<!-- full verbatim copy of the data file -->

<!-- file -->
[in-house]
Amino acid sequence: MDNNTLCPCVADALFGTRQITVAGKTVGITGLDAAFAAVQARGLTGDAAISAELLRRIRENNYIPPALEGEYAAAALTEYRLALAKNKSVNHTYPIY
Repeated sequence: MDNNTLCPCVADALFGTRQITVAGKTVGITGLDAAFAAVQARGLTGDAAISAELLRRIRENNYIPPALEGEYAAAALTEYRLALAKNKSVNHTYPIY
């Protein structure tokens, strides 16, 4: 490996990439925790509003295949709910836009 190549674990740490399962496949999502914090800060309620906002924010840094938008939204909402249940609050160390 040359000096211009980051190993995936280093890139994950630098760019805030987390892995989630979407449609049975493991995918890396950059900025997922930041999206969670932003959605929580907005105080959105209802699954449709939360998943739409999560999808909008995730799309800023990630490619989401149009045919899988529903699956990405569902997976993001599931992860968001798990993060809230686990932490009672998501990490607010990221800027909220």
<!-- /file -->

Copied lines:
[in-house]
Amino acid sequence: MDNNTLCPCVADALFGTRQITVAGKTVGITGLDAAFAAVQARGLTGDAAISAELLRRIRENNYIPPALEGEYAAAALTEYRLALAKNKSVNHTYPIY
Repeated sequence: MDNNTLCPCVADALFGTRQITVAGKTVGITGLDAAFAAVQARGLTGDAAISAELLRRIRENNYIPPALEGEYAAAALTEYRLALAKNKSVNHTYPIY
């Protein structure tokens, strides 16, 4: 490996990439925790509003295949709910836009 190549674990740490399962496949999502914090800060309620906002924010840094938008939204909402249940609050160390 040359000096211009980051190993995936280093890139994950630098760019805030987390892995989630979407449609049975493991995918890396950059900025997922930041999206969670932003959605929580907005105080959105209802699954449709939360998943739409999560999808909008995730799309800023990630490619989401149009045919899988529903699956990405569902997976993001599931992860968001798990993060809230686990932490009672998501990490607010990221800027909220």